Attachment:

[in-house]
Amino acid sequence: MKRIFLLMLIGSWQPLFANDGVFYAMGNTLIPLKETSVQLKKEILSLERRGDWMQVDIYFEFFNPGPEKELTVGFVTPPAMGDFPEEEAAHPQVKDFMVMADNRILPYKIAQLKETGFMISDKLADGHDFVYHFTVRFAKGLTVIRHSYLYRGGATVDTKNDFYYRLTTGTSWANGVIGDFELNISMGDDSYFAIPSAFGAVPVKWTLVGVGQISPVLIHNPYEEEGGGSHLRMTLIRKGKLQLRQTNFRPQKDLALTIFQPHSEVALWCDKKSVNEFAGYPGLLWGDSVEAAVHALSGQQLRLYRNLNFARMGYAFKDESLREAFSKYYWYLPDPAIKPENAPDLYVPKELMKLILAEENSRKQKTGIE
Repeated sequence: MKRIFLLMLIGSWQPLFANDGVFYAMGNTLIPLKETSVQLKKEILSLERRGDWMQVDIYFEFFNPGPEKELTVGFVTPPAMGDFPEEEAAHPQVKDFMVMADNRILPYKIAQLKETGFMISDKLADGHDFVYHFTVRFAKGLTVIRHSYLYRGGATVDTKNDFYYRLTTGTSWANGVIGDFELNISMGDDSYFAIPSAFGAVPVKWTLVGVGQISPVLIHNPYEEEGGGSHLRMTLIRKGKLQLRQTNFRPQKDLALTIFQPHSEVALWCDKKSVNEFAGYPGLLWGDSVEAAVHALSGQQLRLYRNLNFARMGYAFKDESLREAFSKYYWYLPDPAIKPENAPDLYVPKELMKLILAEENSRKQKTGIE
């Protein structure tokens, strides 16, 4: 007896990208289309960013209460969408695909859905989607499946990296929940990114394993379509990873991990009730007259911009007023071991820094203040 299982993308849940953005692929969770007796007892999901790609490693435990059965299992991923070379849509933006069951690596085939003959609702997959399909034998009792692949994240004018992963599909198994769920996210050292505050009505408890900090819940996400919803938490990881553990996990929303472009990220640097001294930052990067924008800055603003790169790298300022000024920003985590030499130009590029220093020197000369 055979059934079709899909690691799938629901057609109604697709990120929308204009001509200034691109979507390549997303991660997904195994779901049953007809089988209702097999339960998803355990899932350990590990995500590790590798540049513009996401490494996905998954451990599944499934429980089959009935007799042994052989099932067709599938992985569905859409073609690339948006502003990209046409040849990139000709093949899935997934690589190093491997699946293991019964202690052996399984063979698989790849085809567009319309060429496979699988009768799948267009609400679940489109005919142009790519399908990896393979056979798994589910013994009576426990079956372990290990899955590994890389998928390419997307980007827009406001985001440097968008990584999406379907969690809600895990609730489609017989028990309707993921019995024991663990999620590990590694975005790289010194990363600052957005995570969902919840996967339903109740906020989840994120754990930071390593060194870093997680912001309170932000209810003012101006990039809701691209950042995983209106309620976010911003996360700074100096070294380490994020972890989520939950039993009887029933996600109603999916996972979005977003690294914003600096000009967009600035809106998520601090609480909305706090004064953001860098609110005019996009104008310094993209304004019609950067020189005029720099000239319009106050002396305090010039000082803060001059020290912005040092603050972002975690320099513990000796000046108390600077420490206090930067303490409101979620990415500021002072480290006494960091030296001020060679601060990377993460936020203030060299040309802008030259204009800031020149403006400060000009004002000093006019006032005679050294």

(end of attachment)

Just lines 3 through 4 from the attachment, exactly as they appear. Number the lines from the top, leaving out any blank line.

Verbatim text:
Repeated sequence: MKRIFLLMLIGSWQPLFANDGVFYAMGNTLIPLKETSVQLKKEILSLERRGDWMQVDIYFEFFNPGPEKELTVGFVTPPAMGDFPEEEAAHPQVKDFMVMADNRILPYKIAQLKETGFMISDKLADGHDFVYHFTVRFAKGLTVIRHSYLYRGGATVDTKNDFYYRLTTGTSWANGVIGDFELNISMGDDSYFAIPSAFGAVPVKWTLVGVGQISPVLIHNPYEEEGGGSHLRMTLIRKGKLQLRQTNFRPQKDLALTIFQPHSEVALWCDKKSVNEFAGYPGLLWGDSVEAAVHALSGQQLRLYRNLNFARMGYAFKDESLREAFSKYYWYLPDPAIKPENAPDLYVPKELMKLILAEENSRKQKTGIE
């Protein structure tokens, strides 16, 4: 007896990208289309960013209460969408695909859905989607499946990296929940990114394993379509990873991990009730007259911009007023071991820094203040 299982993308849940953005692929969770007796007892999901790609490693435990059965299992991923070379849509933006069951690596085939003959609702997959399909034998009792692949994240004018992963599909198994769920996210050292505050009505408890900090819940996400919803938490990881553990996990929303472009990220640097001294930052990067924008800055603003790169790298300022000024920003985590030499130009590029220093020197000369 055979059934079709899909690691799938629901057609109604697709990120929308204009001509200034691109979507390549997303991660997904195994779901049953007809089988209702097999339960998803355990899932350990590990995500590790590798540049513009996401490494996905998954451990599944499934429980089959009935007799042994052989099932067709599938992985569905859409073609690339948006502003990209046409040849990139000709093949899935997934690589190093491997699946293991019964202690052996399984063979698989790849085809567009319309060429496979699988009768799948267009609400679940489109005919142009790519399908990896393979056979798994589910013994009576426990079956372990290990899955590994890389998928390419997307980007827009406001985001440097968008990584999406379907969690809600895990609730489609017989028990309707993921019995024991663990999620590990590694975005790289010194990363600052957005995570969902919840996967339903109740906020989840994120754990930071390593060194870093997680912001309170932000209810003012101006990039809701691209950042995983209106309620976010911003996360700074100096070294380490994020972890989520939950039993009887029933996600109603999916996972979005977003690294914003600096000009967009600035809106998520601090609480909305706090004064953001860098609110005019996009104008310094993209304004019609950067020189005029720099000239319009106050002396305090010039000082803060001059020290912005040092603050972002975690320099513990000796000046108390600077420490206090930067303490409101979620990415500021002072480290006494960091030296001020060679601060990377993460936020203030060299040309802008030259204009800031020149403006400060000009004002000093006019006032005679050294």